Tramuntana Mountain Range

A cultural guide to Mallorca

As a Balearic island, Mallorca is often seen as a destination for hedonistic beachgoers and party people. However, away from the glitzy resort towns and nightclubs you’ll find a wealth of understated cultural jewels both ancient and modern, from spectacular architecture and museums to impressive country estates and exciting events to enjoy all year round. To get the best out of the stunning scenery get a car rental in Mallorca with easyCar.

This article will introduce you to the island’s history and pick out some unmissable cultural highlights to add to your itinerary.

The history of Mallorca

Like many Mediterranean islands, Mallorca has experienced numerous religious and political shifts throughout the centuries that have contributed to its present-day culture. After a turbulent period of piracy and primitive trade, the Romans came to power in 123BC, leading to centuries of imperial rule, traces of which can still be seen today at the ruins of ancient Pollentia and at Palma’s Museum of Municipal History at the beautifully preserved Bellver Castle.

The next major period of occupation came in 902 when the Moorish annexation of the Balearic archipelago was completed following 200 years of attacks. A scenic walk to Alaro Castle at the heart of the Tramuntana mountain range will give you some insight into Moorish life and its influence on local language and mythology, as well as offering breath-taking views of the luscious surrounding landscape.

Tramuntana Mountain Range

The Catalan conquest in the 13th century is generally seen to mark the beginning of modern Mallorcan history, with the island experiencing its “Golden Age” under the rule of Jaume II from 1276 to 1344. This period of relative peace and independence gave space for the economy, culture and agriculture to thrive leading to the construction of major landmarks including Palma’s treasured La Seu Cathedral, Bellver Castle and Almudaina Palace, all of which are unmissable treasures on any sightseeing tour.

Centuries of civil war would ensue after this fruitful yet brief period of independence, followed by Napoleonic occupation and Franco’s dictatorship up until 1978 when Spain’s democratic constitution finally gave the island political autonomy. Today, this myriad of historical influences blends into a fascinating cocktail of ancient and modern attractions in an idyllic natural setting. Below you’ll find a guide to some of the island’s brightest cultural gems.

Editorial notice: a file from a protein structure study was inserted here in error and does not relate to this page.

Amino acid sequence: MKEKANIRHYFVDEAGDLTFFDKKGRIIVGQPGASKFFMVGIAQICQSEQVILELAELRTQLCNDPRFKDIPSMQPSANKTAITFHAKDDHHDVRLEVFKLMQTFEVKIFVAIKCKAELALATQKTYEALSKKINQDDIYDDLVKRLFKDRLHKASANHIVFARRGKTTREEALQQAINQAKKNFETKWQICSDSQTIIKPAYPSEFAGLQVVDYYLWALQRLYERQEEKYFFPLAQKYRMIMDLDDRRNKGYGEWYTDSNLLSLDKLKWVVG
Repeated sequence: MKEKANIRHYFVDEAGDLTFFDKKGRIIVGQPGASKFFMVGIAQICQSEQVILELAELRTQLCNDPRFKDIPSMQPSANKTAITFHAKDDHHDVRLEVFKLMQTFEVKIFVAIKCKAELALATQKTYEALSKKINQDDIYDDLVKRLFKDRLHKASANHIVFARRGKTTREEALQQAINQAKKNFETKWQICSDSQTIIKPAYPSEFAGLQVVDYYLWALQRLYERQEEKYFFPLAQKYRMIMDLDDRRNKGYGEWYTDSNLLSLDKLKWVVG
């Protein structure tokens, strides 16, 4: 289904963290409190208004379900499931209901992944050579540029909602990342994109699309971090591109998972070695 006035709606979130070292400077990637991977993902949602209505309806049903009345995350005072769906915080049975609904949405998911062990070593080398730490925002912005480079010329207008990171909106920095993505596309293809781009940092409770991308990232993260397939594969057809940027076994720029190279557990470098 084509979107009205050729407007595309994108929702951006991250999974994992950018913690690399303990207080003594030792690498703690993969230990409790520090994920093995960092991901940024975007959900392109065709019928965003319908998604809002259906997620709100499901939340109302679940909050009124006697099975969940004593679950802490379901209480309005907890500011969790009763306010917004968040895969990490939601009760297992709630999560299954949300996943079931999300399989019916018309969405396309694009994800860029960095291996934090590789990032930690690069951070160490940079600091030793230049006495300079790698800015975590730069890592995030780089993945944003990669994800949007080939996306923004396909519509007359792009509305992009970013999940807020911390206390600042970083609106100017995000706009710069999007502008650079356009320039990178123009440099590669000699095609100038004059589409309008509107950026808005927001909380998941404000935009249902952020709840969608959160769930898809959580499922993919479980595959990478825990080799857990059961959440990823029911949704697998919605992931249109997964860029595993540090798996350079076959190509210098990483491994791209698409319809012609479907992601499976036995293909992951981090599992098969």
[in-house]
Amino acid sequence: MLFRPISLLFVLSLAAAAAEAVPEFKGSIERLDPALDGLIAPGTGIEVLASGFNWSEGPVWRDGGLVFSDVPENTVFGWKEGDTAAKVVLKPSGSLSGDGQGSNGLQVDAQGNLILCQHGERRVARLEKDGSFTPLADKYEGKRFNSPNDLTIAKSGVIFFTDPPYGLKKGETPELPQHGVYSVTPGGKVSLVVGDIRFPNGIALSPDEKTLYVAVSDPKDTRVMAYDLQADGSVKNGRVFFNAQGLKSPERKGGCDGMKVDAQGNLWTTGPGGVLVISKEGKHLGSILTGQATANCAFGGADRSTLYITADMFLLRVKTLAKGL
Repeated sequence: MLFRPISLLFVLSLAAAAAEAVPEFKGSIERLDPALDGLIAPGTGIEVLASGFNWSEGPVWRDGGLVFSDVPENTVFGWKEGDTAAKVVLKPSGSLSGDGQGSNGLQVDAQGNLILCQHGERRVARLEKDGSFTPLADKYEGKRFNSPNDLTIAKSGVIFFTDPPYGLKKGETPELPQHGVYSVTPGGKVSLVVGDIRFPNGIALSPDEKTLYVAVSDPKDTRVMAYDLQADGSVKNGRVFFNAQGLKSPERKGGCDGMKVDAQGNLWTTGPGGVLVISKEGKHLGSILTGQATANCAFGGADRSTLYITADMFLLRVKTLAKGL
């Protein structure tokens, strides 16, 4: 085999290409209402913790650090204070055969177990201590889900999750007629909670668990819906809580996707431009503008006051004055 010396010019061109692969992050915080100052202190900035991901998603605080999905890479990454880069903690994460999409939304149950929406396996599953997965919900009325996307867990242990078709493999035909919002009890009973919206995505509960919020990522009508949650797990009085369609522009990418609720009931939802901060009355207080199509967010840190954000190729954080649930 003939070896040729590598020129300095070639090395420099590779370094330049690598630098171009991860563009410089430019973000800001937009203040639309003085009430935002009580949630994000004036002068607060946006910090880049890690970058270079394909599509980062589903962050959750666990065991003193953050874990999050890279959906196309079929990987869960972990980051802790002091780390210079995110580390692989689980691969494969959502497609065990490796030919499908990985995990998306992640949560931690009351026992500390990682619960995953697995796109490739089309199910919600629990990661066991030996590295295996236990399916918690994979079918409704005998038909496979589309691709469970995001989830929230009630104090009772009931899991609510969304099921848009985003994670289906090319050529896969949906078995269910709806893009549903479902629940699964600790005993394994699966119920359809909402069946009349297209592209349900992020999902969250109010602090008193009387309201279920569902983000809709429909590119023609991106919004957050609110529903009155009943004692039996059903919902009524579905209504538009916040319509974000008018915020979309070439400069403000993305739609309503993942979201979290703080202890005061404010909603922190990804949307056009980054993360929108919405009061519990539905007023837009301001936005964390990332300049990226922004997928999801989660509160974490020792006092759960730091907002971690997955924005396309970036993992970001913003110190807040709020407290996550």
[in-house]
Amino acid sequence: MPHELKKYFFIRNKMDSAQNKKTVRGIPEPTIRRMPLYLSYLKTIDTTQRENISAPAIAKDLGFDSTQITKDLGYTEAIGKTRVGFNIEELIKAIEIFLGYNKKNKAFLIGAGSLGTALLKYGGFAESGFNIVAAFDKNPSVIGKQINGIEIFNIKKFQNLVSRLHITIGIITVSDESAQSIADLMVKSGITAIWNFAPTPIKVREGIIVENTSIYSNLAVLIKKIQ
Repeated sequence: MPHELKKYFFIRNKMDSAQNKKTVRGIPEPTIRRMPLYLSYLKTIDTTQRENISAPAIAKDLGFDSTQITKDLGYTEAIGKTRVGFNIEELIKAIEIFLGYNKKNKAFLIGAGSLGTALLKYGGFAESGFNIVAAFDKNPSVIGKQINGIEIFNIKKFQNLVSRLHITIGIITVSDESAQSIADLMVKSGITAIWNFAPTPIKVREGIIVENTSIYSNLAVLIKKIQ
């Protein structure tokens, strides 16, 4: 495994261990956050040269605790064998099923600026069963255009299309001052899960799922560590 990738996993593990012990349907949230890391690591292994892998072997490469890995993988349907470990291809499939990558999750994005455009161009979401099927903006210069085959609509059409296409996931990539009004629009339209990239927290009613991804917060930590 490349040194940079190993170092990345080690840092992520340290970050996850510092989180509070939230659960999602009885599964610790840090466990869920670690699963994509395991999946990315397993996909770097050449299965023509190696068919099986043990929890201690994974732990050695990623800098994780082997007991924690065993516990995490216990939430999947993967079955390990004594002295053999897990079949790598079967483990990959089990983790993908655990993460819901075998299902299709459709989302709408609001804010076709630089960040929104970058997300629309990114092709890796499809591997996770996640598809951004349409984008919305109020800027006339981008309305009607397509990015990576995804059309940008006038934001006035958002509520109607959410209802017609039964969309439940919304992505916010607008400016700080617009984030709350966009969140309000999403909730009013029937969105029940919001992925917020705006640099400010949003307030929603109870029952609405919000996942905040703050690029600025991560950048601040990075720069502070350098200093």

Bellver Castle

Admire world-class galleries & architecture

Understandably, Palma dominates the island’s art scene as the only major city, boasting a multitude of fascinating galleries and art exhibitions all year round. Modern art connoisseurs should head to the renowned Es Baulard museum for a host of cutting edge displays covering photography, audio-visual installations and painting. If you want to combine striking modernist architecture with classic art exhibitions head to Caixa Forum Palma which houses a permanent display of paintings inside a former grand hotel. Meanwhile, those seeking a sense of the past need look no further than the Museu de Mallorca which gives a comprehensive look into the complex and fascinating history of island. Whilst in Palma, take the time to admire the iconic Can Forteza Rey building which can be seen en-route to the elegant Placa Major.

If your trip takes you further afield, we recommend the Museu Sa Bassa Blanca just outside the historic town of Alcudia. Here you can combine sightseeing with sculpture in a dramatic mountain setting which sports sea views. Otherwise head to Campos’s Es Revellar Art Resort which hosts an impressive collection of private pieces that are sure to spark your curiosity.

Museu Mallorca

Explore fine country estates

Mallorca’s sumptuous natural scenery merits a road trip, with no shortage of lavish estates to explore along the way. Can Lis near Porto Petro is the former home of Sydney Opera House architect Jørn Utzon. This unique villa combines traditional Mallorcan building techniques with modern styles to create an open structure that is sure to enchant, not least because of its dramatic cliff-side setting.

If you’re more interested in getting a taste of the past, the Raixa Estate just outside Bunyola is a marvellous example of an 18th century Italian style villa that has housed generations of Mallorcan nobility.

Porto Petro

Indulge in events & nightlife

It’s no surprise that an island as dynamic as Mallorca is home to some exciting events. A host of Spring carnivals get everyone warmed up for high season, whilst Palma’s Nit de Foc in June epitomises the island’s hedonistic spirit with firework celebrations and street parties taking over the capital. Later on in September, the lower key Nit d’Art in Palma sees the city’s historic centre transform into one huge gallery as exhibitions are taken to the streets.

A more permanent fixture is the much loved Jazz Voyeur Club in the heart of the capital, which has live music every night in a suave setting.

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